Willa: Unfortunately, I’m afraid it’s a slim hope. I was talking to a friend a couple weeks ago who was editor-in-chief of the local newspaper for many years, and now teaches journalism classes at the local college. He’s a really nice guy and I respect him a lot, but he told me that, to be honest, he’d written Michael Jackson off as a freak a long time ago, regardless of whether he was a child molester or not. He said that evidence about this or that particular point didn’t matter to him. His general feeling about Michael Jackson was already set and not likely to change.

I’m worried a lot of people feel that way, including other journalists. For example, I get the sense from the national media that they don’t care much about the evidence either. Instead, there has been almost universal condemnation of Michael Jackson, as well as public shaming of anyone who dares to defend him.

Lisha: I think this is why we need to step back and think about the cultural response to the film, apart from trying to evaluate every scrap of evidence.

Willa: Hmmm… I still think looking at the evidence is crucial, but that’s a good point, Lisha. I think you’re right – the two have to happen in tandem.

Lisha: Yes, I agree. Uncovering the facts is critical. But what does it say about the culture when a film of this nature – four hours of imagining graphic pedophilic acts – generates so much buzz? It’s worth thinking about why an entertainment product like this has so much appeal.

For me, the worst part of Leaving Neverland has been the relentless, sensationalized media coverage. I really didn’t see that coming. So often it feels like it is coming from one uncritical voice, despite all we’ve learned about these cases over the last six years. The Robson/Safechuck lawsuits have already been dismissed twice, with prejudice. Major outlets reported the claims back in 2013. Plus, Michael Jackson died in 2009! So why did this suddenly explode into public consciousness and generate such a massive response?

Looking back at some earlier media analysis, I see a familiar story. For example, back in 1998 media scholar John Erni described the coverage of the Chandler allegations as both “arduously simplistic and blatantly homophophic,” and I think that still applies. Too many journalists are simply accepting these claims at face value. And in a culture that “tirelessly recycles the myth of gay people as child molesters,” once again we see a homophobic containment of Michael Jackson and difference.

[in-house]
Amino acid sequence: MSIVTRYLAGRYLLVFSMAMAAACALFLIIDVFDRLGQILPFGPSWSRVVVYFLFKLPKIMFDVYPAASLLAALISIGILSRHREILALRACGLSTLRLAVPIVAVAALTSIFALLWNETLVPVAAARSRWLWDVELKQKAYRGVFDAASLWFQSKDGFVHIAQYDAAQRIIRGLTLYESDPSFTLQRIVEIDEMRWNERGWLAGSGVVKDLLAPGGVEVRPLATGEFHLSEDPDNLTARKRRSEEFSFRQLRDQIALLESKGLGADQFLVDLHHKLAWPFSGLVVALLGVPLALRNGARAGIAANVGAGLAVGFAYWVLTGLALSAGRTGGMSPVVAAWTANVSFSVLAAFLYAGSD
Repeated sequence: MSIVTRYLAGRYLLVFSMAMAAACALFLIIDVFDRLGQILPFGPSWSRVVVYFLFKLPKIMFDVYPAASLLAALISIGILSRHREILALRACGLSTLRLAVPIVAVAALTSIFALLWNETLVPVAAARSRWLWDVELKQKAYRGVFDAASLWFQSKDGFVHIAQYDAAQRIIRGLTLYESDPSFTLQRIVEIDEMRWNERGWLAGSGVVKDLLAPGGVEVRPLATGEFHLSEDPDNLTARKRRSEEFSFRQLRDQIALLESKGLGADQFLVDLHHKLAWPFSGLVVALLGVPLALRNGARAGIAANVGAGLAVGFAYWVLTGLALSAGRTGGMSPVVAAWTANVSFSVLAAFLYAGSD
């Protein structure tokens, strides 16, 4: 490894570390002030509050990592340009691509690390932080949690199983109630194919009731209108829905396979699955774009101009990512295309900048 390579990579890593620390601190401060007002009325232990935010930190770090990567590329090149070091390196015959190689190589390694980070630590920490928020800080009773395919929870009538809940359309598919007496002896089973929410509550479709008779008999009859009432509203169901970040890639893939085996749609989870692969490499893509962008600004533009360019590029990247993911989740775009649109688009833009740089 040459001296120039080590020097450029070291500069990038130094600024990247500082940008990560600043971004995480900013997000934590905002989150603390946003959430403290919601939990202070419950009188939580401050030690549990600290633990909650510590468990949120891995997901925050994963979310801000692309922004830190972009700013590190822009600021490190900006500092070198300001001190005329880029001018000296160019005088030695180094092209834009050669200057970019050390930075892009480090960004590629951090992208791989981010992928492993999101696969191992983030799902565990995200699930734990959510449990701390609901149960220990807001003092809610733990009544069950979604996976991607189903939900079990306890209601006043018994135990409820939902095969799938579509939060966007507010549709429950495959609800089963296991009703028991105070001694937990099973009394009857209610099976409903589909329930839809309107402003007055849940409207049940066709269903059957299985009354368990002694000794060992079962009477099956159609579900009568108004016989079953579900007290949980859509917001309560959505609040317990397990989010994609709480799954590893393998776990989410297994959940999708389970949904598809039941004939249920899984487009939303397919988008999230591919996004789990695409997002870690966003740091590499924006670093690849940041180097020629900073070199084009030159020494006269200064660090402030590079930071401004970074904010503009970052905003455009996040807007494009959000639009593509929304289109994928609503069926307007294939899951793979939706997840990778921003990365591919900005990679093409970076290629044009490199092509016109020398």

Willa: Absolutely.

Lisha: But I’m struggling to understand why this narrative has come roaring back with a vengeance. Why now?

Willa: That’s a really good question, Lisha. I think maybe it’s because the allegations were presented in a film, like a story, with people that viewers could see and connect with – what psychologists call the “identifiable victim effect.” There was an article about this in Salon recently.

Lisha: Great article! I’m sure that this a big piece of the puzzle.

Willa: Well, you’re probably right, Lisha, that this is only one of several reasons why Leaving Neverland caused such an outcry. But I think it’s an important one. It seems that we as humans are hard-wired to respond emotionally to stories. I think that’s one reason Freud turned to Greek mythology so often when he was mapping out and naming human psychology. (There’s Eros and Narcissus, Oedipus and Electra, … ) It’s like we as humans create stories, but our stories have also created us. Over the millennia our stories have shaped our minds, our cultures, and our understanding of what it means to be human. As a result, our stories are able to move us emotionally in ways that can be hard to fully understand.

So seeing a film like Leaving Neverland, and watching a fellow human tell a horrific story – even one that has been circulating for several years, as Robson and Safechuck’s allegations have – rouses our emotions and affects us very differently than reading a news report about a court case, even if both convey the same information.

Lisha: It’s true that this film relies entirely on affective and emotional capture, which is a totally different way of taking in information than say, reading legal documents. Even if the information is the same, film allows the viewer to evaluate non-verbal information, which can be very powerful.